One of the mysteries of the English language finally explained.
1A member of an indigenous people living widely scattered throughout the Amazon jungle.
- ‘In his piece he discussed his research trips to the Jivaros, an Amazonian tribe in Ecuador.’
- ‘Gift-giving is also important among the Jivaro.’
- ‘These native peoples, including the Jivaro and the Waoroni, speak languages that are unrelated to Quechua.’
- ‘You know, the Jivaro believe that once they shrink their enemy's heads, the soul is trapped inside it.’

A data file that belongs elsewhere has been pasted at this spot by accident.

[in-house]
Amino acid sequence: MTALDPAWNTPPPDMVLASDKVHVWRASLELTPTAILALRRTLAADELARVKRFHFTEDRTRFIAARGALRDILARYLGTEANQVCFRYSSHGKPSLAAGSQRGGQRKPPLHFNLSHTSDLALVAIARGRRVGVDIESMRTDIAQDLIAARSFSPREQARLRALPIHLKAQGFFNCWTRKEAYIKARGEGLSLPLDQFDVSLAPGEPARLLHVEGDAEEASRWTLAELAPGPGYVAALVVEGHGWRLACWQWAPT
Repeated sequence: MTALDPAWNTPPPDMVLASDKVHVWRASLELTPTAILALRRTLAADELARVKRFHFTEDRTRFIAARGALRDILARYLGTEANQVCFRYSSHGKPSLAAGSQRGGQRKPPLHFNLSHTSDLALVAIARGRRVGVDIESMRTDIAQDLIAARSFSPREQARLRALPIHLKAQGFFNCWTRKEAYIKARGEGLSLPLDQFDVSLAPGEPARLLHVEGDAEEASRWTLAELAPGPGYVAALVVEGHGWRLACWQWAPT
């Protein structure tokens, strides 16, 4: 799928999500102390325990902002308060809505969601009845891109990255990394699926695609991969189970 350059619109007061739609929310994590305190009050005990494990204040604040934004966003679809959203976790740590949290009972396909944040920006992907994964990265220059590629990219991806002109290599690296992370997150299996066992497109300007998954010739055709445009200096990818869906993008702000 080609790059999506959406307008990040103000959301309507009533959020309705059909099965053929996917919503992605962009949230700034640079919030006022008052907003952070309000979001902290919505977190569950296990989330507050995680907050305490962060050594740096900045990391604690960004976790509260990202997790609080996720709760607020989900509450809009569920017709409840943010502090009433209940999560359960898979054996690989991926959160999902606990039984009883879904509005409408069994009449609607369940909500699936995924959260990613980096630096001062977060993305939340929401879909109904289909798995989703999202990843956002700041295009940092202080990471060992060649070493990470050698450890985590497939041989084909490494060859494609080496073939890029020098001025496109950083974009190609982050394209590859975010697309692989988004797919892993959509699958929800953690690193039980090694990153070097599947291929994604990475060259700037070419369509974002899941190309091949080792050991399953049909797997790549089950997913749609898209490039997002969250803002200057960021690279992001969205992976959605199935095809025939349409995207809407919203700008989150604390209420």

- ‘Harner's book ‘Way of the Shaman’ is a good read though, and the Jivaro journeying method is a useful technique to experiment with.’
- ‘The Jivaro offer an interesting model, aside from the cannibalism.’
- ‘The Jivaro have medicinal plants desired by the multinational Monsanto-Searle.’
2mass noun Any of the group of languages spoken by the Jivaro.
Relating to the Jivaro or their language.
- ‘Next to him is a quite authentic Jivaro blow-gun originating with the people who used to make fully functional shrunken heads.’
- ‘Dogs hold a privileged position in Jivaro households.’
- ‘In contrast, consider the Jivaro peoples of Peru / Ecuador.’
From Spanish jíbaro, probably from the local name Shuara, Shiwora.
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